iChongqing Title

How People in Nanchuan District Turn Barren Mountains Green

By YAN DENG|Apr 20,2022

The Jinhua Village, located in the Nanchuan District of Chongqing, Southwest China, has grown green tea on about 200 hectares. But it was once an unmanageable wasteland plagued by wildfires.

In recent years, the abandoned tea plantation has been transformed into an ecological garden by integrating tea plantations and rural tourism.

White tea plantation in Jinhua Village of Xinglong Town, Nanchuan District. (Photo provided to iChongqing)

Revitalize abandoned tea plantation

One year ago, Song Zhengmin, a tea merchant from Anji County in the eastern province of Zhejiang, came all the way to conduct research for a project. He dug up a bag of soil from Jinhua Village and then planted white tea trees, which grew well and produced tea that was even better than the local one.

He returned to Nanchuan District with funds and a project one year later. He transferred about 33.3 hectares of barren hills in Jinhua Village this time. He established Juchang Agricultural Development Co., Ltd. All year-round, it drives more than 60 local villagers to work and increases their annual income by more than 10,000 yuan. To encourage them to grow white tea, the company provides complimentary tea, fertilizers, and technology to farmers.

In addition to Anji white tea, Nanchuan has grown more than 3,000 hectares of Bayu Tezao, a new tea cultivar, and other varieties.  "By vigorously supporting and cultivating leading tea enterprises and other new business entities, the combined area of the tea bases across the district has reached 8366.7 hectares", said Li Jiuyan, Deputy Chief Specialist of Nanchuan District Characteristic Agricultural Industry Development Center.

Villagers become guardians of old tea trees

Jinfo Mountain is a national 5A-level tourist attraction, but few tourists set foot on the mountain's south side. There are more than 19,700 wild old Dashucha trees in the primeval forest.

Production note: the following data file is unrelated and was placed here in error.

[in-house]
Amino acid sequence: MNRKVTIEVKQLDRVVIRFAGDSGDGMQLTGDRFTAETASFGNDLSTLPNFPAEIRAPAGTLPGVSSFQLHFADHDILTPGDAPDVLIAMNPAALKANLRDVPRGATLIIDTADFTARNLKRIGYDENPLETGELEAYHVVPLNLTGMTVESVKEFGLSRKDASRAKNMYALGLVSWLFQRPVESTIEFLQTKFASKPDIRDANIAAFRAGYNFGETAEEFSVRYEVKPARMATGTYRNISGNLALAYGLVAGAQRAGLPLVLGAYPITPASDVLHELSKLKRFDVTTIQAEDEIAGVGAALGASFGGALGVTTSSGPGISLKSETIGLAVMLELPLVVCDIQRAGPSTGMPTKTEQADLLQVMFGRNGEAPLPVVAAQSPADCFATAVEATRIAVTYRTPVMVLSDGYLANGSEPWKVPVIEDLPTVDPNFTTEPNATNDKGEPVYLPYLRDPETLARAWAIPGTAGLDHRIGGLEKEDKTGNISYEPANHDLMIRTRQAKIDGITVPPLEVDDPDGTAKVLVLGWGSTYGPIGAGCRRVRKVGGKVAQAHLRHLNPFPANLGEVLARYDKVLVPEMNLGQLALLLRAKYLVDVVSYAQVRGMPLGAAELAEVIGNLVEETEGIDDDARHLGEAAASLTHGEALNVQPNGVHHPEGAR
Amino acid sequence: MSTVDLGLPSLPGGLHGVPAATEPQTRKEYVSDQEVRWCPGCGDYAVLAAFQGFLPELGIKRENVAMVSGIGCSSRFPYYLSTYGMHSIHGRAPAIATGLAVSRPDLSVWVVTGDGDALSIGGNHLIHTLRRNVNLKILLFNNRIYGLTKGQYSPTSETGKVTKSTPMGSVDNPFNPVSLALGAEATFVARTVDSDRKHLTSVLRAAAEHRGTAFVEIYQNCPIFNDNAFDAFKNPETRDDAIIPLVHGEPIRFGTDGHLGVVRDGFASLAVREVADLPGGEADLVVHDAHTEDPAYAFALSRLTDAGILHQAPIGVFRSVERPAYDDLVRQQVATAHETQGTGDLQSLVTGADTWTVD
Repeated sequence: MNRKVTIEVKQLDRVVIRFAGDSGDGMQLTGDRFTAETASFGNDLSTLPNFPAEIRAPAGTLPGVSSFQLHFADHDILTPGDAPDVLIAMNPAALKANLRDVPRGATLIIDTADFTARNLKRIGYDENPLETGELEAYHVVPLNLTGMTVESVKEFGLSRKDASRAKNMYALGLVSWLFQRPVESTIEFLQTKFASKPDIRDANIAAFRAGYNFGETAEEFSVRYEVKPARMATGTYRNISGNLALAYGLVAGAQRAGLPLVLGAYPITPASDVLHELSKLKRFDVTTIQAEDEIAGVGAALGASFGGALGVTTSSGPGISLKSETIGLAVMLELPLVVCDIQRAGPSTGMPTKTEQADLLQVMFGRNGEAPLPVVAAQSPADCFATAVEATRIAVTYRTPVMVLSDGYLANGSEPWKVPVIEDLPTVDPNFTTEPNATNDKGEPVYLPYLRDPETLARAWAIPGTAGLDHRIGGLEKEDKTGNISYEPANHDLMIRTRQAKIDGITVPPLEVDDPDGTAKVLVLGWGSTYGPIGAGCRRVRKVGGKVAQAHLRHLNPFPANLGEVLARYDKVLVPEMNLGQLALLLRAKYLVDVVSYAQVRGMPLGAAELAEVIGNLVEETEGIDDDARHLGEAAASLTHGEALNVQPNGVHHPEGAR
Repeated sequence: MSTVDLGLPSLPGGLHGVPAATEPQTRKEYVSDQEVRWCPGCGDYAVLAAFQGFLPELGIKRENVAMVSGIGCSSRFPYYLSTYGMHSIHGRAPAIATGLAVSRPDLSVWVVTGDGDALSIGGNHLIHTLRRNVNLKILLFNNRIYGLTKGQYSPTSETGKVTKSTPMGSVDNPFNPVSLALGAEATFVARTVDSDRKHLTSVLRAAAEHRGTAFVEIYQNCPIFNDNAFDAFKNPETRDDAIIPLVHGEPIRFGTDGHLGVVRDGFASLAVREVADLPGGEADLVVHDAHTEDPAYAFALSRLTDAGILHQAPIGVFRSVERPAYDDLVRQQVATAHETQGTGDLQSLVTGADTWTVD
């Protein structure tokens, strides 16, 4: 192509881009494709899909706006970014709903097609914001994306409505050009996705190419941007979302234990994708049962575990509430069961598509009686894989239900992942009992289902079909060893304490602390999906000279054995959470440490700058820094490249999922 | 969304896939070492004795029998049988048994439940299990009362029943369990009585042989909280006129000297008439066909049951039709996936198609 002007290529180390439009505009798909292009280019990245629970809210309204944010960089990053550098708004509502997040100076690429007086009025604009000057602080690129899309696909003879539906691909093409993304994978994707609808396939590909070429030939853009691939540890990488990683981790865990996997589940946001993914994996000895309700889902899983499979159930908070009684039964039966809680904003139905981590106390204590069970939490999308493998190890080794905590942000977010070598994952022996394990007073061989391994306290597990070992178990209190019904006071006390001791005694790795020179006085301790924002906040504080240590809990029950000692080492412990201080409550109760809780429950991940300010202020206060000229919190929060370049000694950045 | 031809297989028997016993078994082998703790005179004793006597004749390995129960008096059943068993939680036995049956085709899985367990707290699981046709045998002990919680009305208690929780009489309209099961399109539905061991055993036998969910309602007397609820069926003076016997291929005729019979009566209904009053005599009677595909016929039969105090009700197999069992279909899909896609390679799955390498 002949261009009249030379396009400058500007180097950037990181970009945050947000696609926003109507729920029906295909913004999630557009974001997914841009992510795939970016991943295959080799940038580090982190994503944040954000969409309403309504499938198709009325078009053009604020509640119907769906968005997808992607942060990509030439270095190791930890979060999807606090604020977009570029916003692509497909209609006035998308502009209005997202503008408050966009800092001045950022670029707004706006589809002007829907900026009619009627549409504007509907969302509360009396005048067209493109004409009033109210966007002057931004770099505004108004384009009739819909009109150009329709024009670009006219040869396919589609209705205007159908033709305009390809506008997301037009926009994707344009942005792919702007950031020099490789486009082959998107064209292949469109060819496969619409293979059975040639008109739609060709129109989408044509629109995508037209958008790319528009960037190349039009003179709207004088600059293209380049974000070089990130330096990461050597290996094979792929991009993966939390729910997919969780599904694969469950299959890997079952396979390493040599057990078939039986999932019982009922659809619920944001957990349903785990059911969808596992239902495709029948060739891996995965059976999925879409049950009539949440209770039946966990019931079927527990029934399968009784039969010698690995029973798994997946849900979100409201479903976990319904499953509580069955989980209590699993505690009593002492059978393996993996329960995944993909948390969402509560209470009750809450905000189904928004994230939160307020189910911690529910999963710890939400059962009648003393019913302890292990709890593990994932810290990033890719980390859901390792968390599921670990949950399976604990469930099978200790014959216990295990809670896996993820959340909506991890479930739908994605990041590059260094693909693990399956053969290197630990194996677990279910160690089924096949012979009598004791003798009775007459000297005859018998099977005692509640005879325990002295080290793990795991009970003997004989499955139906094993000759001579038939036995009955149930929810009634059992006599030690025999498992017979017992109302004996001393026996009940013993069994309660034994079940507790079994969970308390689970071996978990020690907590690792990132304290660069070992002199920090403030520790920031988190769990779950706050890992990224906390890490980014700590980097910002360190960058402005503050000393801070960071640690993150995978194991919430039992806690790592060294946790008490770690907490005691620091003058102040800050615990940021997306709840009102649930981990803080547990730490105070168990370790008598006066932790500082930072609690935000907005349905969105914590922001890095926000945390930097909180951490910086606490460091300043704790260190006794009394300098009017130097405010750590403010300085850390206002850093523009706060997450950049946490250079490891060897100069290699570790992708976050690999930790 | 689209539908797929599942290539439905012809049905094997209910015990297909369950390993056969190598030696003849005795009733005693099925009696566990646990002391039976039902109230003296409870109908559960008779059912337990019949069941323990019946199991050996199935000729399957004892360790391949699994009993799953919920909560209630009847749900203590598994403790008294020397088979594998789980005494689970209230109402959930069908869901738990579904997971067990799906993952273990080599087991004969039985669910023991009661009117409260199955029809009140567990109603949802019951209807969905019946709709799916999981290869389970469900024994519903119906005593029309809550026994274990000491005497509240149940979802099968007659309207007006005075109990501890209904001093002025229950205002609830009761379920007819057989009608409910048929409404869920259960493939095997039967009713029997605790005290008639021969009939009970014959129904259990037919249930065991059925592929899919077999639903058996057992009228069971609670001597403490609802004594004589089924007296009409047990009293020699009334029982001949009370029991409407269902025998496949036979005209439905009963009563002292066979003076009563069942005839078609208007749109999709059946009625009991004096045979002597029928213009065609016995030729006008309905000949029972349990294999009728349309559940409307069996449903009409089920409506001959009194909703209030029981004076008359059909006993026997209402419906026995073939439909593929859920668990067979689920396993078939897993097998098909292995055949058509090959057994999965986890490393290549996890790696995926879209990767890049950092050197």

In 2012, "Nanchuan Dashucha" was registered as a geographical indication of agricultural products. Protecting and developing Dashucha are important tasks for the Nanchuan people.

Wu Ke, the inheritor of the traditional craftsmanship of the millennium Jinfo Mountain black tea, is making a cup of Dashucha. (Photo provided to iChongqing)

There are no hardened roads or even irrigation systems in the tea plantations. In order to protect the lucid waters and lush mountains, the local government has implemented the strictest measures for ecological protection, and even the processing plants are transformed from abandoned grain distribution stations and tobacco leaf factories.

In recent years, many villagers have been taking care of old tea trees in Delong Town, where most of the wild Dashucha is produced.

Together with tea processing enterprises, the local government has surveyed and numbered the old trees around the villagers' houses. They hired nearby guardians and coordinated lectures in the field by agricultural experts.

Next to the old house of the villager Zhu Wenbing stands a 1,000-year-old tea tree ancestor. The family has been guarding the old tree for generations. Now, Zhu Wenbing has naturally become its custodian.

The number of villagers guarding old trees is growing — 89 households like Zhu Wenbing have become guardians of ancient tea trees and enjoy subsidies.

Zhu Wenbing and the 1,000-year-old tea tree he cares for. (Photo provided to iChongqing)

The agriculture-tourism boosts locals' income

In Nanchuan, the forest coverage rate of the whole district is 56 percent, and 342 days in a year have good and excellent air quality. The district boasts unique healthcare conditions.

Integrating tea culture with health care and agricultural tourism is a characteristic green development path. Tourists can go to the mountain to experience tea culture and taste all kinds of tea when coming back. Moreover, tourists can also try picking and making tea. When getting tired, they can learn some knowledge about tea and tea tasting while having some rest. More than 10,000 primary and high school students have their class field trip to Xianglusi Tea Garden every year, experiencing how to pick, fix, roll, fire, and make tea like a tea grower.

Nanchuan District has built ten experience-themed tea gardens featuring leisure and sightseeing integrating tea picking, tea processing, tea making performance, and buying tea while traveling.

Xianglusi Tea Garden is brimming with tea cultural elements. (Photo provided to iChongqing)

The local is advancing the construction of the Jinfo Mountain Dashucha Experience Park and the Tea Culture Museum of Chongqing Great Wall Tea Company to boost the tea industry.

In 2021, tea output totaled 4,475 tons, the output value of dry tea reached 410 million yuan (64.3 million U.S. dollars), and the comprehensive benefits of the tea industry aggregated 920 million yuan in Nanchuan District.


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